What was the prize
The hard heart
only climbed ladders
never told light
the tin can
dirty finger nails
worn guitar strings
You said ‘get a job’
in her birth
Interpretation of a Dream
You have feet like gas pedals. I turn to my side. The feeling of a tickle behind a neck. You run past fear and into a piece of light and a door. A thousand small feet leave skid marks on the pavement.
They say it stems from anxiety in my waking life. You are clever. You escape the one big man with no big face. Your mouth mouths something to me. It sounds like a defense mechanism.
All I can remember is the long road not wearing stop signs. I remember the shadow of the man and heard him coming. The crowd’s dressed in nightgowns. You undress and then dress in some woman’s clothing, sit at the dinner table, and pretend to be the picture in the hallway.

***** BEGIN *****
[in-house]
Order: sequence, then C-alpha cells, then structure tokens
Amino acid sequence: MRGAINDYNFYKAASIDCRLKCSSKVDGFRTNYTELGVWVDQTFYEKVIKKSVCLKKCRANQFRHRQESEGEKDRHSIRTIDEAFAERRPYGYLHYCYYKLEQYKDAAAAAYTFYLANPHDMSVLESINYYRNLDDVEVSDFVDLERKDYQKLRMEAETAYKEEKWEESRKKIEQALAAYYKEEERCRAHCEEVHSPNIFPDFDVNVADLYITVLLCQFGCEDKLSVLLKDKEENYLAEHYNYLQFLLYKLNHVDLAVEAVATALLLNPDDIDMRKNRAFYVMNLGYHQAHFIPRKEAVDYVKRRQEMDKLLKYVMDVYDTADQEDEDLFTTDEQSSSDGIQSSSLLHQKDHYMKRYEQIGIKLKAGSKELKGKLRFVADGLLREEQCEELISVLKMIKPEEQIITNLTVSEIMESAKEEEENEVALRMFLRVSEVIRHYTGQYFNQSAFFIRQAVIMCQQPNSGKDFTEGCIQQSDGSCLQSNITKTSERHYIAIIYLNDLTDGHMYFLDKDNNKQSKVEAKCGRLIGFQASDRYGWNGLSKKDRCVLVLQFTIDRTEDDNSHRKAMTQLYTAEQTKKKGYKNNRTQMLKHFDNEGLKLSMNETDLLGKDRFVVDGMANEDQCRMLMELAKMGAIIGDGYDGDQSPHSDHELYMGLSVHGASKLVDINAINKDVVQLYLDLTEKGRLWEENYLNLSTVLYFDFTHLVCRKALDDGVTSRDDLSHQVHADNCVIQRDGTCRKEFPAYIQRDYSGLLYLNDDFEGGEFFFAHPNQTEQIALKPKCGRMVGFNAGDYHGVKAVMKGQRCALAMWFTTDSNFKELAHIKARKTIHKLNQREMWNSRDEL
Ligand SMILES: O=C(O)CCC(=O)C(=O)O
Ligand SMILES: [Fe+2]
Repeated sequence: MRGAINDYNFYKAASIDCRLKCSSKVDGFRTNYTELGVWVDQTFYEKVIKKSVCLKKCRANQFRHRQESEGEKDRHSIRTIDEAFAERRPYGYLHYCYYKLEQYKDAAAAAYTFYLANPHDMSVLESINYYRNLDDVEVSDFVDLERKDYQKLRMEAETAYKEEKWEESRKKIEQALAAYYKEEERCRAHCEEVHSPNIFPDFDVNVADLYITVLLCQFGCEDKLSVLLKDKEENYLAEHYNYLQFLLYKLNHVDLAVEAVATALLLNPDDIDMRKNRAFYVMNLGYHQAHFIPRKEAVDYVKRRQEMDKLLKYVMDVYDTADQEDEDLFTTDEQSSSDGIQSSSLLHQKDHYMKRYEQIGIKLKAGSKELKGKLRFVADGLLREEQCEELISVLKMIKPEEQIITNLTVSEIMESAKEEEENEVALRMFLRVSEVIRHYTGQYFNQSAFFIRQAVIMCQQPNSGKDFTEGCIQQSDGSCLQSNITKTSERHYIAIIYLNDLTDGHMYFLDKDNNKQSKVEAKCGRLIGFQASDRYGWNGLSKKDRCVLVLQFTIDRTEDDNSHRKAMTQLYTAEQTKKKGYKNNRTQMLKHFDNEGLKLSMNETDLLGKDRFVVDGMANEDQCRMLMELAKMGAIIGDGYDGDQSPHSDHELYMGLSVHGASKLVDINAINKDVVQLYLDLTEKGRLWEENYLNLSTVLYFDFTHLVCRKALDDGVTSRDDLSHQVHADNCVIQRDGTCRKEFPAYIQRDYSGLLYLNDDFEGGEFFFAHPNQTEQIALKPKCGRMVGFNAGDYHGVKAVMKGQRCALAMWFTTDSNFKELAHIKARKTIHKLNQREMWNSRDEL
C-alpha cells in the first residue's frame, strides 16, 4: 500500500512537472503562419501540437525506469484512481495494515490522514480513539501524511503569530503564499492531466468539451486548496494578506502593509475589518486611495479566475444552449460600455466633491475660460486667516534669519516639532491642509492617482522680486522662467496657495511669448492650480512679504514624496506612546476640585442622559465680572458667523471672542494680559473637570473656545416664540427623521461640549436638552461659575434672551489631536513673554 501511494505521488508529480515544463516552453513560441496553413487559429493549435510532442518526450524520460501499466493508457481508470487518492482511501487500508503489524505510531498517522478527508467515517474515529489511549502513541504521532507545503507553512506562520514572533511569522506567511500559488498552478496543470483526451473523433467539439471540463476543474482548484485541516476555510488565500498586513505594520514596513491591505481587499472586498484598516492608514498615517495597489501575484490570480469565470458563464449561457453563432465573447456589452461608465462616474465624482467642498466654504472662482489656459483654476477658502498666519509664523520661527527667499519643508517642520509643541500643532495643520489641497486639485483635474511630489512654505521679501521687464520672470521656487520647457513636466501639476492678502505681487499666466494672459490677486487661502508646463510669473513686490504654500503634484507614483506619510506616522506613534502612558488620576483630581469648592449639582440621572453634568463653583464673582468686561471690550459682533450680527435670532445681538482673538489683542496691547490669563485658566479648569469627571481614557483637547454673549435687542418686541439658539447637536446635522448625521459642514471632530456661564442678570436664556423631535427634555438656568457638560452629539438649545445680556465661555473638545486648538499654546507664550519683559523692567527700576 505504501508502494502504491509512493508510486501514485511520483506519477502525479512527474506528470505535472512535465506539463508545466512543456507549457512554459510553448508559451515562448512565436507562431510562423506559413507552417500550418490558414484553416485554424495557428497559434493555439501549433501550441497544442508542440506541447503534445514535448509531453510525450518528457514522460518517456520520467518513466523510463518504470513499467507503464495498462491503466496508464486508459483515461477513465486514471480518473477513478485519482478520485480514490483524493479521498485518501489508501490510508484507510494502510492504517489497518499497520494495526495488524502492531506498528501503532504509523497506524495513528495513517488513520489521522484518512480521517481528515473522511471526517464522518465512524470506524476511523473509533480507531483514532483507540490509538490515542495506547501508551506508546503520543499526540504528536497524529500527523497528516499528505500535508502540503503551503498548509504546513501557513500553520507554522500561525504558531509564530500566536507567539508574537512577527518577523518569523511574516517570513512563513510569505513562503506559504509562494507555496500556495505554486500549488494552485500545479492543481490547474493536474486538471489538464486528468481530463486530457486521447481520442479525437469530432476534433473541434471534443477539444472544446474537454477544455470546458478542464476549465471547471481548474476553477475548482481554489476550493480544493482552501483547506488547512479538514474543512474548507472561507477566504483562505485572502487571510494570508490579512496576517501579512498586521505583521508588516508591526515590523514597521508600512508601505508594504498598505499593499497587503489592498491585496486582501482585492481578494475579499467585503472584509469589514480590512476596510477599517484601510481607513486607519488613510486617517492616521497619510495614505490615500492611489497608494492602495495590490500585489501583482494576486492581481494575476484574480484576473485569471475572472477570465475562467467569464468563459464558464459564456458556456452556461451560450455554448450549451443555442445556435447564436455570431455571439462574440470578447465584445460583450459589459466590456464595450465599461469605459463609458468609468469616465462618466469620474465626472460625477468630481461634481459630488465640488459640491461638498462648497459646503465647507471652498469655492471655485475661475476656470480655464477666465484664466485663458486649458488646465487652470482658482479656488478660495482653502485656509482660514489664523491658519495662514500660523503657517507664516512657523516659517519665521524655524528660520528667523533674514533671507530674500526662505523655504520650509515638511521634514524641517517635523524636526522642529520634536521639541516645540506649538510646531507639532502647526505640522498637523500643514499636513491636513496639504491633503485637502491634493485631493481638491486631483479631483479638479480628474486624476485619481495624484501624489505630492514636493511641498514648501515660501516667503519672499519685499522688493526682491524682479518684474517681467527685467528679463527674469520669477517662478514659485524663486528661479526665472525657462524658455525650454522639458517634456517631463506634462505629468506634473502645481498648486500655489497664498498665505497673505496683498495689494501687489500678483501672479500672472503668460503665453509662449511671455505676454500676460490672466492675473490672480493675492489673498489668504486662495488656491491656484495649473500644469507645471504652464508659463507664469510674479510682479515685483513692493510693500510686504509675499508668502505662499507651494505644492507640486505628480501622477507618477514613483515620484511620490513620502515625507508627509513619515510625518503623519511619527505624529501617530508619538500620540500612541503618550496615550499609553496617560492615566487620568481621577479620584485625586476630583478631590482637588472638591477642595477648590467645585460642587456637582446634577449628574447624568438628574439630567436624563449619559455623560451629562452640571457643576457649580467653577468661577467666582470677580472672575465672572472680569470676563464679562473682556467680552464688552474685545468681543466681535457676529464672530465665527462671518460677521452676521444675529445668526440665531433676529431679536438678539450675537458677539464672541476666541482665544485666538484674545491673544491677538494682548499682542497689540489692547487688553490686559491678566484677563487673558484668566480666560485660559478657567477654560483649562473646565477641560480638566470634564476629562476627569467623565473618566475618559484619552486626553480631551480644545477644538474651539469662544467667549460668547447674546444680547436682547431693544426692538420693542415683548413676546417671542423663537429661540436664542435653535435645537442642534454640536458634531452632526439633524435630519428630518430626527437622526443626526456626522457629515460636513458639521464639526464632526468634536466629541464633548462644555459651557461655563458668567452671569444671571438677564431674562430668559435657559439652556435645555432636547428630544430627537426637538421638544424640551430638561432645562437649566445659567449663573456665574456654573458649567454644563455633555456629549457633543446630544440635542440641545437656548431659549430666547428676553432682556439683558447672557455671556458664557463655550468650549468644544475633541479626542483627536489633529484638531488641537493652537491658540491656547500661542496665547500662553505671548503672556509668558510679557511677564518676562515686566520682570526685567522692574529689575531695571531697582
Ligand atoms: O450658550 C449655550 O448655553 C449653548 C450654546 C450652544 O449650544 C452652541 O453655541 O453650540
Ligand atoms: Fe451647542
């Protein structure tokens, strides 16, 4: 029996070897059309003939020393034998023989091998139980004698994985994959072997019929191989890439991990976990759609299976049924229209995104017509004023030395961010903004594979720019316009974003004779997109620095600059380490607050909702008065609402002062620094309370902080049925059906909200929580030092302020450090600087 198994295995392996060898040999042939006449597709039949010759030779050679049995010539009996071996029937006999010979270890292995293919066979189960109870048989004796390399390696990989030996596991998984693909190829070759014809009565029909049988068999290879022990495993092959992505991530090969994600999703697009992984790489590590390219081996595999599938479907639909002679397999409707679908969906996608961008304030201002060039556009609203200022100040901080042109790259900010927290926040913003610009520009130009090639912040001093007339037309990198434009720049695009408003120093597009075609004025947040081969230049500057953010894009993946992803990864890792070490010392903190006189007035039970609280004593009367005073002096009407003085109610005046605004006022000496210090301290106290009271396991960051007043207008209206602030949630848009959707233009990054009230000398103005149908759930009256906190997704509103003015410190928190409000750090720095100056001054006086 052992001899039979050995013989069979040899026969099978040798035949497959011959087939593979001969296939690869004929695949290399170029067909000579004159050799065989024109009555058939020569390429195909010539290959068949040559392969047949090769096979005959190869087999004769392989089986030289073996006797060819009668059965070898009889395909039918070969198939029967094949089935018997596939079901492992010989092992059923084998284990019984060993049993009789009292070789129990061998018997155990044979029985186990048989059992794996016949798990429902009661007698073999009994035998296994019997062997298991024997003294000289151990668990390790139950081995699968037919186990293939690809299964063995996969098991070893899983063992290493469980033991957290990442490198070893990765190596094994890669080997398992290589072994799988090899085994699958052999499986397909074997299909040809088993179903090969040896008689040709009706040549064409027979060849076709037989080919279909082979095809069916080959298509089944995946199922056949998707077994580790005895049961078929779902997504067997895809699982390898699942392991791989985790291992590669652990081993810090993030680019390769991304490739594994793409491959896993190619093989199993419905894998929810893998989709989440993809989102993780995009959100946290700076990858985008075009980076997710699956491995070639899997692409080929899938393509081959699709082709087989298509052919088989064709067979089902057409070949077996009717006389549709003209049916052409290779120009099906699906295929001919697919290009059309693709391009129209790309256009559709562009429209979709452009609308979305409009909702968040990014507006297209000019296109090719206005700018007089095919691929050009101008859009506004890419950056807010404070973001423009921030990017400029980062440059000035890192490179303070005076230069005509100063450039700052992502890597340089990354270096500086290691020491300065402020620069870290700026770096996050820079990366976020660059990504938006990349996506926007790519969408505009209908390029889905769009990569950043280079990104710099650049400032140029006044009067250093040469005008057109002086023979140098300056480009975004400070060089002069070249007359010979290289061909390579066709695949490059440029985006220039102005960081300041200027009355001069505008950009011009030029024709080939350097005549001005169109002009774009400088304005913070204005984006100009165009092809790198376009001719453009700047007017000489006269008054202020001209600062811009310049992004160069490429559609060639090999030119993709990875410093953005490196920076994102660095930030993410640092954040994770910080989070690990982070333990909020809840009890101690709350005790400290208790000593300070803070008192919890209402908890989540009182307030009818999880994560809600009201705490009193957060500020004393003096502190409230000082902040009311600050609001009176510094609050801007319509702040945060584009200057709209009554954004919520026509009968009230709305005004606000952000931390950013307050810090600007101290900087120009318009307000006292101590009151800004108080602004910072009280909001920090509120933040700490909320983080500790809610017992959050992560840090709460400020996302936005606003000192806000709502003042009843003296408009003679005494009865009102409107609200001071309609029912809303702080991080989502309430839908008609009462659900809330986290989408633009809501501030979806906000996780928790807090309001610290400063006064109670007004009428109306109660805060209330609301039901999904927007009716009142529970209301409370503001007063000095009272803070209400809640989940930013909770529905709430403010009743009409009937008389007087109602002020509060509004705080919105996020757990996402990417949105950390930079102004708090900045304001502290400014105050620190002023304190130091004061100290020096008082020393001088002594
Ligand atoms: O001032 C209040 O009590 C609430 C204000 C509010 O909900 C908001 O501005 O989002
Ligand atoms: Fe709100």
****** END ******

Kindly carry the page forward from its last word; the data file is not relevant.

They say it parallels my response to pressure. You never turn around. The new clothes are comfort. I adjust my pillow. The new house is safety. It’s true I don’t like confrontation.
Yes, I’ve seen these images before. My memory carries a shovel, digs it up. When my eyes open, they see fuzzy darkness. My sister asks me why I’m so private sometimes. I have feet like gas pedals.
Crisanta Martins is a first-year student at Boston University and resides in Boston, MA, but permanently lives in Rhode Island. At BU, she is currently enrolled in Writing 100: Poetry Now!